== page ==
Posted by Duncan | Report as abusive

There’s no question that this is immoral and unethical but we’ve reached the crossroad where it has become a necessity. The way forward is for tight independent regulation enforced on the scientists using these methods to ensure that we don’t come even close to what everybody is fearing. The religious question is a paradox, would the higher power(s) want us to preserve millions of lives by killing something that never even moved? The desire to see people die of what could become curable illnesses is an extremely sinister aspect of our society that needs to be eliminated.

Posted by Graham | Report as abusive

The important thing is that there is a genuine debate which takes into account all aspects of human behaviour and beliefs and results in a consensus opinion for or against. I shudder to think that politicians are the people responsible for crystalising that opinion in reaching a decision, as they are by definition subject to partisan loyalties and the majority of them will vote accordingly, but that concern is neither here or there as the flawed system we have is the only one we’ve got.

I have serious doubts about anyone who claims to base their opinion on either “faith” or “rational thought”. On the one hand we have the nasty swine who killed millions in the name of “religion” and on the other hand we have the nasty swine who killed millions in the name of “society”. A pox on both.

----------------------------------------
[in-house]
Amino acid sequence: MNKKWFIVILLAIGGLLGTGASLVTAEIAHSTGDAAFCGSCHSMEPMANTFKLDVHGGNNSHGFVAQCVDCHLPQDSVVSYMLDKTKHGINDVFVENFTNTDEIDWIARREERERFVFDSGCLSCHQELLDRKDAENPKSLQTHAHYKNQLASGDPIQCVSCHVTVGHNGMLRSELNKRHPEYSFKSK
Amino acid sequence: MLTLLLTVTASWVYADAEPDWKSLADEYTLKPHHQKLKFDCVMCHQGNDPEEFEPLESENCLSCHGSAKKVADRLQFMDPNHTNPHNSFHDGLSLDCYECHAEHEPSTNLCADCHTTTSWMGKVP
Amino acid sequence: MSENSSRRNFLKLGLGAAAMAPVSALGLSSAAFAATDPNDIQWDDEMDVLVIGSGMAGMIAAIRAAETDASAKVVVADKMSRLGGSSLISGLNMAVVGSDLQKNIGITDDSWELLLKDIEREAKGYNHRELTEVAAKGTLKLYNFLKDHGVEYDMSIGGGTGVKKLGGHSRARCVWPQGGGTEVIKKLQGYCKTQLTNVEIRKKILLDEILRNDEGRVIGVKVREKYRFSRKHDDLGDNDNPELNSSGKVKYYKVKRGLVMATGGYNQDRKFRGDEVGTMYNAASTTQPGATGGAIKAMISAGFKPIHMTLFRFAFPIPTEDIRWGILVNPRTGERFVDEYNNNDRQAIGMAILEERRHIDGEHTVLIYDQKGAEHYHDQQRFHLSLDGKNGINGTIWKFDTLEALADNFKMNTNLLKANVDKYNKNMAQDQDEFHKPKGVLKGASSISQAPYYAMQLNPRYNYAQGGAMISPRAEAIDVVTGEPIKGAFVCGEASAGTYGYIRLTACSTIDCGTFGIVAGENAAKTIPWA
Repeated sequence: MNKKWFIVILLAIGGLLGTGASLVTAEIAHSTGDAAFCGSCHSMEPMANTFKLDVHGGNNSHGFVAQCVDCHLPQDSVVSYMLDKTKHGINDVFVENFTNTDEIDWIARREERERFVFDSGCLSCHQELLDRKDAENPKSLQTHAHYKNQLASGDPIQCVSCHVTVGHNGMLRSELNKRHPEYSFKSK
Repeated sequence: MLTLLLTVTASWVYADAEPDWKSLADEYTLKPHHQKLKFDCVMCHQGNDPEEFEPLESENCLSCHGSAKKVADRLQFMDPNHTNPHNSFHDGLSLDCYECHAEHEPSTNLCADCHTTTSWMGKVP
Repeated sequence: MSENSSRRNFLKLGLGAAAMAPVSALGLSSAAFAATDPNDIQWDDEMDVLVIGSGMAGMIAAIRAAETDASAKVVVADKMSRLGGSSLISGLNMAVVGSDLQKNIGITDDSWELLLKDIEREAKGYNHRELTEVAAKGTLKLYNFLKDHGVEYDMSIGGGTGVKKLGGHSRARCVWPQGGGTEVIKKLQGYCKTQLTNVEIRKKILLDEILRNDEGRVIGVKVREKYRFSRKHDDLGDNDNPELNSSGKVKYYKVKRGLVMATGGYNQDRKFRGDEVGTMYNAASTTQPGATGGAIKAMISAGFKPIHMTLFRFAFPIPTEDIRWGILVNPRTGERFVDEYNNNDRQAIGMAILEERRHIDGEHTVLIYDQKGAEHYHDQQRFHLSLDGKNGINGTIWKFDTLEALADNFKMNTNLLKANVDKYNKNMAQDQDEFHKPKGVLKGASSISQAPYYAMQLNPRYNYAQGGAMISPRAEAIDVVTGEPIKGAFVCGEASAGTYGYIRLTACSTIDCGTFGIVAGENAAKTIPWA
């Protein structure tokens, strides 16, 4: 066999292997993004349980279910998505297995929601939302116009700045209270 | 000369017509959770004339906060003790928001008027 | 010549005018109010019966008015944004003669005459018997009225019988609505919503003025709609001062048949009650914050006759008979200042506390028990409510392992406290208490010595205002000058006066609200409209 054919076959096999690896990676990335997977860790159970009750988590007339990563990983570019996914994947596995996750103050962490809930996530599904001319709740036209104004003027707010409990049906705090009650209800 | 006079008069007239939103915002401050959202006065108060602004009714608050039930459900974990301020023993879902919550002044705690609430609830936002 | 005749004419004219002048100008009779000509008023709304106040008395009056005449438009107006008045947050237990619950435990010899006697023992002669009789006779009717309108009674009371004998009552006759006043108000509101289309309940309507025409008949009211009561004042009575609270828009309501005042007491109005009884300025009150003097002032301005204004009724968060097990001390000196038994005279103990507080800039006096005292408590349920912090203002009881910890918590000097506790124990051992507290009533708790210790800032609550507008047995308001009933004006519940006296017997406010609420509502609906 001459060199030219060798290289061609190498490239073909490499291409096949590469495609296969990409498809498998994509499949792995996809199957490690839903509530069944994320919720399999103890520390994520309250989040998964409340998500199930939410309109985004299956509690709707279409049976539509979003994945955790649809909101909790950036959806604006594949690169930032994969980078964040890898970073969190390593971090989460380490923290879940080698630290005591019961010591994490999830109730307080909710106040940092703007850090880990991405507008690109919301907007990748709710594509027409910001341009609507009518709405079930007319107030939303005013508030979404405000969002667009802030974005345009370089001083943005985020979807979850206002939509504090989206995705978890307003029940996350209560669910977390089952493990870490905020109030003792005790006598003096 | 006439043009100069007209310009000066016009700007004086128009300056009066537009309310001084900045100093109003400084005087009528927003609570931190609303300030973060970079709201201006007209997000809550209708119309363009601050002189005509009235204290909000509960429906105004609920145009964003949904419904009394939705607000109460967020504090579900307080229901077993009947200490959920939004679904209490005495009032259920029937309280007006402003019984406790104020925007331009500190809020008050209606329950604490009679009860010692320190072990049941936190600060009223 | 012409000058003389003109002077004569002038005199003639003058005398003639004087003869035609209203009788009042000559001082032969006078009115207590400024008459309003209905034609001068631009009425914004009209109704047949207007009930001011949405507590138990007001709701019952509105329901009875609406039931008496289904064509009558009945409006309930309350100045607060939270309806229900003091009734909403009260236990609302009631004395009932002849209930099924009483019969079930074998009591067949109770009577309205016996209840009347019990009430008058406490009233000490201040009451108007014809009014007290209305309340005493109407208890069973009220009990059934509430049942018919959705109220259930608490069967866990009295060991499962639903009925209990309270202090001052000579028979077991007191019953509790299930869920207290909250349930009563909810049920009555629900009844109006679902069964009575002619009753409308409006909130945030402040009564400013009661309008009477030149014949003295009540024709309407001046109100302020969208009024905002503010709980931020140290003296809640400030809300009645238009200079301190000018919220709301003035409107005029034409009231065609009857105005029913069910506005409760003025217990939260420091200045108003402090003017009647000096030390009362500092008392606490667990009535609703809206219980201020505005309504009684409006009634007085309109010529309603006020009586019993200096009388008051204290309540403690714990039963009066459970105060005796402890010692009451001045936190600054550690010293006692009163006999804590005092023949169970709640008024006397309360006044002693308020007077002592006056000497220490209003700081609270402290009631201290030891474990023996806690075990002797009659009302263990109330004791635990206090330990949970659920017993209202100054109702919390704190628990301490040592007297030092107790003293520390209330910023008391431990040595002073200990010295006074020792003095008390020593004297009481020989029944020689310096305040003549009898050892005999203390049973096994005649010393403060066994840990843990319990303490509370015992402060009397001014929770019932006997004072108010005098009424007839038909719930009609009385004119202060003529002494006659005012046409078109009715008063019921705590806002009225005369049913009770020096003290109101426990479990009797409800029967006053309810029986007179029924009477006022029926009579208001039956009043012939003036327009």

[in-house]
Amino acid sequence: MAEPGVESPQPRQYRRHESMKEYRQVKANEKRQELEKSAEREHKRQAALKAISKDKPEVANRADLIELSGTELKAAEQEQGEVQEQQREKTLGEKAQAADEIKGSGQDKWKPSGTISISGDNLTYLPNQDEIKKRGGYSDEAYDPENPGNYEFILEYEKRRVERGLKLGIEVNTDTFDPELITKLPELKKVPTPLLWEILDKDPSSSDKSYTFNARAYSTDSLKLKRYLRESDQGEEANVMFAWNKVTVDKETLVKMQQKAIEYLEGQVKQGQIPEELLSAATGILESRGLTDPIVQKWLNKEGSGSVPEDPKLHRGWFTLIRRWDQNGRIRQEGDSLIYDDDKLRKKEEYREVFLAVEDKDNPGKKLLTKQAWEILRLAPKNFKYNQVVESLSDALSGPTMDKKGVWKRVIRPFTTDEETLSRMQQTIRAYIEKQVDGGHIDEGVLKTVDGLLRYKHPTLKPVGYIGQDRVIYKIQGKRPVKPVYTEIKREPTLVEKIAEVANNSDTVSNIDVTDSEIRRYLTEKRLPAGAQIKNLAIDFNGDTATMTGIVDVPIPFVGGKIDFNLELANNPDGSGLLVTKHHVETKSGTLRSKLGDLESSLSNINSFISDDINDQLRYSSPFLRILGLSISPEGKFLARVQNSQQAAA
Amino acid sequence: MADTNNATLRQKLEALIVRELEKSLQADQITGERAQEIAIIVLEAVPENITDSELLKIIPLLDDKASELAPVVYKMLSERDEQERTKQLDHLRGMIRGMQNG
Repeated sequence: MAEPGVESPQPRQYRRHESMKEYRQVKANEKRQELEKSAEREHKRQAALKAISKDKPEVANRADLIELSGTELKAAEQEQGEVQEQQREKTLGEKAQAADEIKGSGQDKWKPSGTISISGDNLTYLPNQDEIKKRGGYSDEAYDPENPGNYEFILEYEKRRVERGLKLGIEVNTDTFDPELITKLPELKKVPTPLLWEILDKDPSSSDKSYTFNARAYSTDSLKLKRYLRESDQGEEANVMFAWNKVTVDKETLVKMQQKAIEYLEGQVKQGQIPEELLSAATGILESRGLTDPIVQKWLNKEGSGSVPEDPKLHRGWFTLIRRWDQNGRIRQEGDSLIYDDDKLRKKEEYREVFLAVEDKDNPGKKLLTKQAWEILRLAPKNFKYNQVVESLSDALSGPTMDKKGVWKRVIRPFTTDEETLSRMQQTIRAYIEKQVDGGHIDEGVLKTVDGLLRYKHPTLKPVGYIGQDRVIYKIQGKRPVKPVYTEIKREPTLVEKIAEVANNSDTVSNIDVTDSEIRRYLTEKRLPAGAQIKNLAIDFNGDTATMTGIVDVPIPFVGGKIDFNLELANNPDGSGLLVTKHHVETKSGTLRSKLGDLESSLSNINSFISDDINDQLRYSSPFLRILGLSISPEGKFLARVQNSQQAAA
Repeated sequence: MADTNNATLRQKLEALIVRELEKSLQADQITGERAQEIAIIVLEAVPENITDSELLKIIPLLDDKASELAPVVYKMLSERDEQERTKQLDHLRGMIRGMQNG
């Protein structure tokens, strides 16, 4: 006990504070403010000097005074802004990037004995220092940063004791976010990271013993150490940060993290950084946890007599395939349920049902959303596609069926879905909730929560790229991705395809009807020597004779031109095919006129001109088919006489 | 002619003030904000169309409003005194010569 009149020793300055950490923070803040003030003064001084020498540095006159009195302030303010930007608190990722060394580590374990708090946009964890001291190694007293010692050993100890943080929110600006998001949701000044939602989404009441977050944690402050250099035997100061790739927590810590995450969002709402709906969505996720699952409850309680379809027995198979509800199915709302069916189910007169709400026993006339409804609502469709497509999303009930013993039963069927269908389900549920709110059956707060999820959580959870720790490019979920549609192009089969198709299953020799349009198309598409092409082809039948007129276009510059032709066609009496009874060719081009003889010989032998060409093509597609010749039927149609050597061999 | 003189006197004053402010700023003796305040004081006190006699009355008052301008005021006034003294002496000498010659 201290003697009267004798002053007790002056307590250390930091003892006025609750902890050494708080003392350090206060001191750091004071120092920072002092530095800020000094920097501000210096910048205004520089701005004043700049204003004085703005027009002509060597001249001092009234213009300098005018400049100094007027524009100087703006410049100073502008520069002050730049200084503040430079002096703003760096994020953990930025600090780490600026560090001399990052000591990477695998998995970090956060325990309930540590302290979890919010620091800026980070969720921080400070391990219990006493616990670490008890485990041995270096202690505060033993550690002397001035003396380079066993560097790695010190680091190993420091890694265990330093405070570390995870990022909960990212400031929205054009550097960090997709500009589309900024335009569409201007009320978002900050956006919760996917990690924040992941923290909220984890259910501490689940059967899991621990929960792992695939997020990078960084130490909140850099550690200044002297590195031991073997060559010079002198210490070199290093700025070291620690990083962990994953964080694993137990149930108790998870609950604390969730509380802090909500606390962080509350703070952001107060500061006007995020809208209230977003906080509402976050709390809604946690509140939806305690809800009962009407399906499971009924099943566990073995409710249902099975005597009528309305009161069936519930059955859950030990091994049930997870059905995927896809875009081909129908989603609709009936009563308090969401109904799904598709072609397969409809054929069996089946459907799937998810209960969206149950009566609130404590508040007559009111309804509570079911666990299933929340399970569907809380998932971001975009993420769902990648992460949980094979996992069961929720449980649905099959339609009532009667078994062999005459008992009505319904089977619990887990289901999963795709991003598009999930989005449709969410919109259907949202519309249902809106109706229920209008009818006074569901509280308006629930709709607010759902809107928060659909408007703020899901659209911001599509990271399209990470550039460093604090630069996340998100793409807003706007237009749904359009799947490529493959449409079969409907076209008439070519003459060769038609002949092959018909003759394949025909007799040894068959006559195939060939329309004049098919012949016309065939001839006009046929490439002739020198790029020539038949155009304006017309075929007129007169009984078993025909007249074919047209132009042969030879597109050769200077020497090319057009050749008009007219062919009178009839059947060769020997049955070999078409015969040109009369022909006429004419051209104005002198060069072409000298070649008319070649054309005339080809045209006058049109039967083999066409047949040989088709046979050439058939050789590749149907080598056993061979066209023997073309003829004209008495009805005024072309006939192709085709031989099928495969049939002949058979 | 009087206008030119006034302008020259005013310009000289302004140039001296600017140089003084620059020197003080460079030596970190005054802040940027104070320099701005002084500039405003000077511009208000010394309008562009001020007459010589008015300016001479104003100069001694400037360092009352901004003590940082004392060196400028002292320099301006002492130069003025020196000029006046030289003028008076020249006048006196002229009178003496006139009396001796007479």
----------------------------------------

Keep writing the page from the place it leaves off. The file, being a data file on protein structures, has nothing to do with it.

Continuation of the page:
Posted by Mike T | Report as abusive

I like the quote from Jurassic Park: “We were so busy doing it, that we never considered whether we should.”

Posted by Hormiga | Report as abusive

I shouldn’t know why not to try to find cures for human diseases.
But we are not god.
People should always use ethical values to their creations.
If you can cure cancer…perfect.
But don’t complain when there are 10 billion people on this planet.
Then we all get to know new diseases and hunger.
Nature calls!

Posted by dennis emmers | Report as abusive

As the saying goes, “God helps those who help themselves..” and I believe that by using our brains and skills to better ourselves is a great thing. We have been given the freedom of choice. But abuse it, and I believe that hurt or destroy ourselves morally and physically.

Posted by bob | Report as abusive